Weird enough? Don’t worry; it gets better. Back at the precinct, Dr. Rossini is about to commence a regression therapy to extract a confession from Luz. Luz, who has been up to now incoherently babbling some reverse prayer in Spanish, begins to recount how it is that she got to this place. And then. Singer lets whatever was hinted in the background take center stage, and we’re in the middle of a hazy nightmare shot in thick shades of grey fog that continue to suggest something evil is in the midst, more felt than seen, seconds from announcing itself.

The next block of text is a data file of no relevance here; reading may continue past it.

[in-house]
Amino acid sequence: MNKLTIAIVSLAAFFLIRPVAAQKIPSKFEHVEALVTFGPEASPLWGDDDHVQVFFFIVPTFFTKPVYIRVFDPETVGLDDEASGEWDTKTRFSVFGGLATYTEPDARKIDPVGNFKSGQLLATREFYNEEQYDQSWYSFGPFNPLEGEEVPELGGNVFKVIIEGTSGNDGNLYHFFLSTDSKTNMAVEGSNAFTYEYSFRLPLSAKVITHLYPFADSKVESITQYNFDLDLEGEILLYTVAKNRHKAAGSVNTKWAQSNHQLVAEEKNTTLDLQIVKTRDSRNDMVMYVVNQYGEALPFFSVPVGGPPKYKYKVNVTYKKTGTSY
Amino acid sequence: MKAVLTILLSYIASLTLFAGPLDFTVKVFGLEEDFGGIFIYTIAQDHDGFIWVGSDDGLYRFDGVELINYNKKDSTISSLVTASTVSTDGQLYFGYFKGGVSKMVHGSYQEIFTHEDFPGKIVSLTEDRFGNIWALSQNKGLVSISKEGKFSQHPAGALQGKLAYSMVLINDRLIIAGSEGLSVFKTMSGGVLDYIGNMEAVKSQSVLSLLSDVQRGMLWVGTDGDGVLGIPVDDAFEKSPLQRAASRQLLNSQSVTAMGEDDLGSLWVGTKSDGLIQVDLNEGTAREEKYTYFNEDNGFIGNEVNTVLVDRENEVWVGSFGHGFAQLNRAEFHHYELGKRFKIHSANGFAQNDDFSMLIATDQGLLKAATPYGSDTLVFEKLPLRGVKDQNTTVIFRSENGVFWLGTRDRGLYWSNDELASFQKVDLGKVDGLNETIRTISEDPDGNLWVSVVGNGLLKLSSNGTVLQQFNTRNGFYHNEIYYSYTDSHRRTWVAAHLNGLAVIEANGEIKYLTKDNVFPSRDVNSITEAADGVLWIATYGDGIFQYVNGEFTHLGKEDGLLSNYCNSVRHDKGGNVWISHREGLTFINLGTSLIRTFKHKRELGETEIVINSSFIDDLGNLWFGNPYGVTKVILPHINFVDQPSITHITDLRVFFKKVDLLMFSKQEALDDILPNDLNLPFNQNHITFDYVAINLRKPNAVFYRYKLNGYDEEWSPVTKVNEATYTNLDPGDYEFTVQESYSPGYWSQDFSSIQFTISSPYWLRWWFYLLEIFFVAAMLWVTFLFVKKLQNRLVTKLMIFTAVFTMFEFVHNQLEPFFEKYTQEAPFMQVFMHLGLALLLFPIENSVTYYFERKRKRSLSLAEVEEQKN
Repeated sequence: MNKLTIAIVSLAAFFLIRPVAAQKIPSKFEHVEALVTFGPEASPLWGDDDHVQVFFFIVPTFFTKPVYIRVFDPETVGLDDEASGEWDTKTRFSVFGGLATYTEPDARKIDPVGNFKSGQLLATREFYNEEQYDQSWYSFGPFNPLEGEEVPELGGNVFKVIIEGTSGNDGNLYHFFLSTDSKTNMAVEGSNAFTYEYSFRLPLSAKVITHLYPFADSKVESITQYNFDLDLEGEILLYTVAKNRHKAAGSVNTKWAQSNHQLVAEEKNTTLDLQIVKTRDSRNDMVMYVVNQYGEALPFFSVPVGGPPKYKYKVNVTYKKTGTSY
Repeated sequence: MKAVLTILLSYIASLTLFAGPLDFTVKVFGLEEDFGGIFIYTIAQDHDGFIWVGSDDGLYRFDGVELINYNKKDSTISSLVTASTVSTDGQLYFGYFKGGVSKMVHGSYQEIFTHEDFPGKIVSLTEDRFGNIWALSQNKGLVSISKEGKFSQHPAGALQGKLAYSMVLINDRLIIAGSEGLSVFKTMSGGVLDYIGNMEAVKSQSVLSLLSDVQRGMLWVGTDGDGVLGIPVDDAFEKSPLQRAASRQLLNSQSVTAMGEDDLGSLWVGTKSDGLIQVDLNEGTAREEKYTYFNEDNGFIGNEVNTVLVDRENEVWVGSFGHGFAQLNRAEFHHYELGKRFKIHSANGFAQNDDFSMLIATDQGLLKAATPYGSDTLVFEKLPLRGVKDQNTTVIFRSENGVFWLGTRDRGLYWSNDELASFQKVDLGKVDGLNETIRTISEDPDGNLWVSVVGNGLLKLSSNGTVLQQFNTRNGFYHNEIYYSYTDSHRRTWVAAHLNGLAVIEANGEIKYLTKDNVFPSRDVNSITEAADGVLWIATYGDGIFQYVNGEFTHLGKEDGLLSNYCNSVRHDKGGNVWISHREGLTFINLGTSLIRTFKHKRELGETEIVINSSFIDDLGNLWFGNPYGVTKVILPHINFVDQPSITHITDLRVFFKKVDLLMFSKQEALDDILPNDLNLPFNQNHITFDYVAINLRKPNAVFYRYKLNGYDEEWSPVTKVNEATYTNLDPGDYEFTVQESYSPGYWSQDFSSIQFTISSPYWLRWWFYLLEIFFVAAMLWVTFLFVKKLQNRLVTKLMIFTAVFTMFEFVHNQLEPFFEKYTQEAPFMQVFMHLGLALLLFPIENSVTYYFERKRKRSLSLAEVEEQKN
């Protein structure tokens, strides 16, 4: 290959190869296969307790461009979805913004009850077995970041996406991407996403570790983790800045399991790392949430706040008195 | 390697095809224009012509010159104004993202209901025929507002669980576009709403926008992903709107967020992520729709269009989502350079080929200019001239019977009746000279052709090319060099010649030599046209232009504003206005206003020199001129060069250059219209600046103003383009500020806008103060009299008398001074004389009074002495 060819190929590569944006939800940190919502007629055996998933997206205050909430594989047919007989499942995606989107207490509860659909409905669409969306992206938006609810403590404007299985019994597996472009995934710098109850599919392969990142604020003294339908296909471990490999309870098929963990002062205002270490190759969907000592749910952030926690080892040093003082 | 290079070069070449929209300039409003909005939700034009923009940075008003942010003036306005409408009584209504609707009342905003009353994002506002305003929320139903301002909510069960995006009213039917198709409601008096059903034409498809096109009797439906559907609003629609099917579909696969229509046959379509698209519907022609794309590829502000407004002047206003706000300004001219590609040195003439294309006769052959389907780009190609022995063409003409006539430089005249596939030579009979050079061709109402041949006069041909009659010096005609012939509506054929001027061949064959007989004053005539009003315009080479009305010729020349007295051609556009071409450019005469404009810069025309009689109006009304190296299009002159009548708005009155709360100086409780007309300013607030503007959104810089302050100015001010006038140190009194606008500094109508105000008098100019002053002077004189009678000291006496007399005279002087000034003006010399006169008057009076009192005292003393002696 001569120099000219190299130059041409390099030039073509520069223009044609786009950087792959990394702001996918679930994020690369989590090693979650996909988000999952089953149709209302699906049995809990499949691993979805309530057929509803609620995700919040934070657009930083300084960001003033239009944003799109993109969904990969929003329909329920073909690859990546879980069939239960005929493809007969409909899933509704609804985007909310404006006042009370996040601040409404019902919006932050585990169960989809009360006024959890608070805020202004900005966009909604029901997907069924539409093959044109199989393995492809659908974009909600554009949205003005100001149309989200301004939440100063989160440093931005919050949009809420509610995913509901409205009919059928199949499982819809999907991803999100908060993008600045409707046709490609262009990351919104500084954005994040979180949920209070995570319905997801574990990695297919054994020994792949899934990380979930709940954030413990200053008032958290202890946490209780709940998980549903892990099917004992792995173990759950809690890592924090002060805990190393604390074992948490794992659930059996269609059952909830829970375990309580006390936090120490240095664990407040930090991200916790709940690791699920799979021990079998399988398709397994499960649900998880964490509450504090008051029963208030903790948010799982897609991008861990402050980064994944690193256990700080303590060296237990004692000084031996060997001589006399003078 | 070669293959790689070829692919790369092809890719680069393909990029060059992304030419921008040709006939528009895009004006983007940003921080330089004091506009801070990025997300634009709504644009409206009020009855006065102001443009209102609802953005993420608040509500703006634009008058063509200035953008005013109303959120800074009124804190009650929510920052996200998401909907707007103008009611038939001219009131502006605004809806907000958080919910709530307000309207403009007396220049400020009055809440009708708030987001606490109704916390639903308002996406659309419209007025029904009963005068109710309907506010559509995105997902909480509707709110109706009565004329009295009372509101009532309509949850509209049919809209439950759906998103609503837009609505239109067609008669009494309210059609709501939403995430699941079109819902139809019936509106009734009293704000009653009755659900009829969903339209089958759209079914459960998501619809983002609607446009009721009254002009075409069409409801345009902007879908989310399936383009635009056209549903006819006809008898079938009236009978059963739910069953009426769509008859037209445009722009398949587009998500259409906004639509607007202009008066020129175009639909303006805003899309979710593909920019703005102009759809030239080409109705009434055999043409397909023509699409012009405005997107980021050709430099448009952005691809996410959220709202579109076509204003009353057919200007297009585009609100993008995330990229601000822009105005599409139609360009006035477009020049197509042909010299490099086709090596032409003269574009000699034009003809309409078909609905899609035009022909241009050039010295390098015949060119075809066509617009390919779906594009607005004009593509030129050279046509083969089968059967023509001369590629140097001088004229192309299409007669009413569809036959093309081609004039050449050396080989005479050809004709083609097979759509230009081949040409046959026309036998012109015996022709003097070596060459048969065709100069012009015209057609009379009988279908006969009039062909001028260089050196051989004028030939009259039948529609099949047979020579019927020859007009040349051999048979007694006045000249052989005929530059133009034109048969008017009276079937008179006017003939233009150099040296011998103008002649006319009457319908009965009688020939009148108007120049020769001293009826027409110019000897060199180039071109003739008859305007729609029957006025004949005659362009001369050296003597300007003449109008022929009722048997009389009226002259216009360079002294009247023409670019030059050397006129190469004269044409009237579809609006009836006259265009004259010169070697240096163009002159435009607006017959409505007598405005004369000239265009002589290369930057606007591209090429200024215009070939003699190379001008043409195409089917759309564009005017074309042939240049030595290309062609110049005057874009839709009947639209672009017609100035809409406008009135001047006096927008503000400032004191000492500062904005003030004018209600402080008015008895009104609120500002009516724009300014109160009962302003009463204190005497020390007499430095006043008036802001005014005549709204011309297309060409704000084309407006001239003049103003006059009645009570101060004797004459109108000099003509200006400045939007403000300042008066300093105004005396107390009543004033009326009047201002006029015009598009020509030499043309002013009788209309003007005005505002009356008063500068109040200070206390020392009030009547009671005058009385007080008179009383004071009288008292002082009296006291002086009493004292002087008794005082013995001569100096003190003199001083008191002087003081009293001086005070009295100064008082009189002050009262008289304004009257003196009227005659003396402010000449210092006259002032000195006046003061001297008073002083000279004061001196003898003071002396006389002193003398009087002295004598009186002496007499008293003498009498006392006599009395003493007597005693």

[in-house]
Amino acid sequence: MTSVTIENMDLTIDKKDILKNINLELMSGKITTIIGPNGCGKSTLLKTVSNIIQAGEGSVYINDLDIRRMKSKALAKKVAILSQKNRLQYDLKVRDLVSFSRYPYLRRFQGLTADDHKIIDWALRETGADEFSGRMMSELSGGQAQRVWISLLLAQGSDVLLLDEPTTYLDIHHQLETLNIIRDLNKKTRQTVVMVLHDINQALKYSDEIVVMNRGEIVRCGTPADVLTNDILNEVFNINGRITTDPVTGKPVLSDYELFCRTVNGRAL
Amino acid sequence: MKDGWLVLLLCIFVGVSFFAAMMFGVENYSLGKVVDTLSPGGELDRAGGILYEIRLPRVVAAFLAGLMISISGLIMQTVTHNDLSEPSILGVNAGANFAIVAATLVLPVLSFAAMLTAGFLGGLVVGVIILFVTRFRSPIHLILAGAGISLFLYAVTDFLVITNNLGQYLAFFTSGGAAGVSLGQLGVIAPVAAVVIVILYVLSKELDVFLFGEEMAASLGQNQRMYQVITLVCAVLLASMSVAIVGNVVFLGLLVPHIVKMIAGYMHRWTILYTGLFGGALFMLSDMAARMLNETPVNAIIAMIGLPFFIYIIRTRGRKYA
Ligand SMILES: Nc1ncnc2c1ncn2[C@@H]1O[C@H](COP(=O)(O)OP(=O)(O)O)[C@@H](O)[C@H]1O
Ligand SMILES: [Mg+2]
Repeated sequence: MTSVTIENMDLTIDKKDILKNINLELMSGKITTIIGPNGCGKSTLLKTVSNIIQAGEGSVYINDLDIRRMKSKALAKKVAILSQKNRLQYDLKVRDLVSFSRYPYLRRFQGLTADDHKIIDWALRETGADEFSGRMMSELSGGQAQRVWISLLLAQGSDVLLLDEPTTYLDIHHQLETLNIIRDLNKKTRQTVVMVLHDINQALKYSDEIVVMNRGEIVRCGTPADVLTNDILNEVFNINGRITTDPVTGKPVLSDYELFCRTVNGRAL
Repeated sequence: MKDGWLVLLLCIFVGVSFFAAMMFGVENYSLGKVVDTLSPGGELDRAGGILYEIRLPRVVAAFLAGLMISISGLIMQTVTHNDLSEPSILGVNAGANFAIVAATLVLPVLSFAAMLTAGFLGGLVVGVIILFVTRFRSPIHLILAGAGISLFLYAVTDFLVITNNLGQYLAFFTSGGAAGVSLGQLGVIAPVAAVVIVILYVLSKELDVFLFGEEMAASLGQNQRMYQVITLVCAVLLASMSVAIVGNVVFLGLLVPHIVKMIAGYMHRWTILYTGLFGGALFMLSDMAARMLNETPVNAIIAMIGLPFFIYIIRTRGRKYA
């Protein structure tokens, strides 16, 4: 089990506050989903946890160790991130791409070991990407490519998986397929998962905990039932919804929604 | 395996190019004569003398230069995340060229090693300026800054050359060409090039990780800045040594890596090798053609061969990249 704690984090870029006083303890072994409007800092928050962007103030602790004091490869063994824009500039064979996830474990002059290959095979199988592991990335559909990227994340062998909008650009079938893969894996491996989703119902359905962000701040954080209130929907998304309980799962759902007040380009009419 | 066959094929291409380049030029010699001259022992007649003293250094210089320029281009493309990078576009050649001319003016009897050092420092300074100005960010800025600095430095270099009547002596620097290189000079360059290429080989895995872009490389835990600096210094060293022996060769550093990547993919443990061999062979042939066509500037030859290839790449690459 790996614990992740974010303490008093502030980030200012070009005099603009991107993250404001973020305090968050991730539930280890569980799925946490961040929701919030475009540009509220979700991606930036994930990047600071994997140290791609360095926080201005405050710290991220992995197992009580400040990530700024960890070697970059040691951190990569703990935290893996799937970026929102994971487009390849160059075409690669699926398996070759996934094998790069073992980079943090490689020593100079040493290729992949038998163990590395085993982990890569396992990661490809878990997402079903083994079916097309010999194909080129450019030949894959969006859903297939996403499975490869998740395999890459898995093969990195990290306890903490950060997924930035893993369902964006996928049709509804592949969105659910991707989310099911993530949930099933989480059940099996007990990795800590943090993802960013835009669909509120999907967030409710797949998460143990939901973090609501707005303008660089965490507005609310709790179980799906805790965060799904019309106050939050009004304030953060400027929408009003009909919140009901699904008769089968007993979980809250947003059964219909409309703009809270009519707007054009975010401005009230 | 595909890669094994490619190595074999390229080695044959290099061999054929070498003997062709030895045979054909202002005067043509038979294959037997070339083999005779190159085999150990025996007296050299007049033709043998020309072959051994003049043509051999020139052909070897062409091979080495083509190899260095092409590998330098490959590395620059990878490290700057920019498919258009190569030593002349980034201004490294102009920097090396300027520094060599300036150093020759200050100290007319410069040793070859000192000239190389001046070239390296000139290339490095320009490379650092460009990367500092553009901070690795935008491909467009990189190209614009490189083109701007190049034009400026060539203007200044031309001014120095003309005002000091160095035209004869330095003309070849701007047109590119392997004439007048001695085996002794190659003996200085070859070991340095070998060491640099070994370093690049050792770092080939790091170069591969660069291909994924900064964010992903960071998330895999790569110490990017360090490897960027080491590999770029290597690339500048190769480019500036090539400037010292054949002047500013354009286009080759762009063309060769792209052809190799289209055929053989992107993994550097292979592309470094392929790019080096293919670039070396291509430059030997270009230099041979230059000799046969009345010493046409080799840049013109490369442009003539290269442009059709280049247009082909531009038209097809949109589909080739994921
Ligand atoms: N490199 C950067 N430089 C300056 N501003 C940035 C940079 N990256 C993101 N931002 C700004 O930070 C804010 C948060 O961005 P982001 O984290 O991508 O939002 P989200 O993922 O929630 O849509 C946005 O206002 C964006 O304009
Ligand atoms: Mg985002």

Singer never lets Luz go off the rails like most other possession horror movies do because of a need to raise the body count and produce shock after shock for shock purposes alone. There is a thick pulse running through the film, and it reaches an early peak before plateauing somewhere in the middle, then building again until the movie reaches its nightmarish conclusion. I don’t think that it could have been scarier than it was, though. This is exactly the type of fucked up shit our minds and subconscious throws at us while we dive deep into sleep, and when we wake up, we can’t quite place the pieces together. In that sense, Luz “makes sense” and illuminates a dark event reaching its natural conclusion. It will produce shivers and a sense of unreality. And frankly, this is all I need for a movie like Luz to take effect. It’s sparse set, minimal players, and brief running time give it the right amount of dread needed to make Singer’s film be a memorable entry into both the cinematic world and the horror genre.